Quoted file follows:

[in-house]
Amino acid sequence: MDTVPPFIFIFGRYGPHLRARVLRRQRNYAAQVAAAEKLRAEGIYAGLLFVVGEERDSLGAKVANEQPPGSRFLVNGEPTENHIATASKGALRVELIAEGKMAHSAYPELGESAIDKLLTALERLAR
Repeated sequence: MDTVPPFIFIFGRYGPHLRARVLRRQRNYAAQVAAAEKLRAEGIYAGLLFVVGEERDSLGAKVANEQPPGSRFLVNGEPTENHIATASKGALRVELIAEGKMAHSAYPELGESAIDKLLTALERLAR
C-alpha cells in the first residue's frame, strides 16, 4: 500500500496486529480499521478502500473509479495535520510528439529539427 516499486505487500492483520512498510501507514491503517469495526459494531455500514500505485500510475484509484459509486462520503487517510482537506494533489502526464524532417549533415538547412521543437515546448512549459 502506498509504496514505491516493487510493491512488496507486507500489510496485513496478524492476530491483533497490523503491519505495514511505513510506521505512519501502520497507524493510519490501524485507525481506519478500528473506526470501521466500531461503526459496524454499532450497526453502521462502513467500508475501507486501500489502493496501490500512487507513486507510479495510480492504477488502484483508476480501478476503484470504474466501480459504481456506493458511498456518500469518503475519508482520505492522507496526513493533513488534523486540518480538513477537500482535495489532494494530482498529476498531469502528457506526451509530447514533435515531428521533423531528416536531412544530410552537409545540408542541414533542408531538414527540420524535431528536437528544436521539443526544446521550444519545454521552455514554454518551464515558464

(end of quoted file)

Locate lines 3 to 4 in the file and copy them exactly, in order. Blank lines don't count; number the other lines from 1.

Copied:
Repeated sequence: MDTVPPFIFIFGRYGPHLRARVLRRQRNYAAQVAAAEKLRAEGIYAGLLFVVGEERDSLGAKVANEQPPGSRFLVNGEPTENHIATASKGALRVELIAEGKMAHSAYPELGESAIDKLLTALERLAR
C-alpha cells in the first residue's frame, strides 16, 4: 500500500496486529480499521478502500473509479495535520510528439529539427 516499486505487500492483520512498510501507514491503517469495526459494531455500514500505485500510475484509484459509486462520503487517510482537506494533489502526464524532417549533415538547412521543437515546448512549459 502506498509504496514505491516493487510493491512488496507486507500489510496485513496478524492476530491483533497490523503491519505495514511505513510506521505512519501502520497507524493510519490501524485507525481506519478500528473506526470501521466500531461503526459496524454499532450497526453502521462502513467500508475501507486501500489502493496501490500512487507513486507510479495510480492504477488502484483508476480501478476503484470504474466501480459504481456506493458511498456518500469518503475519508482520505492522507496526513493533513488534523486540518480538513477537500482535495489532494494530482498529476498531469502528457506526451509530447514533435515531428521533423531528416536531412544530410552537409545540408542541414533542408531538414527540420524535431528536437528544436521539443526544446521550444519545454521552455514554454518551464515558464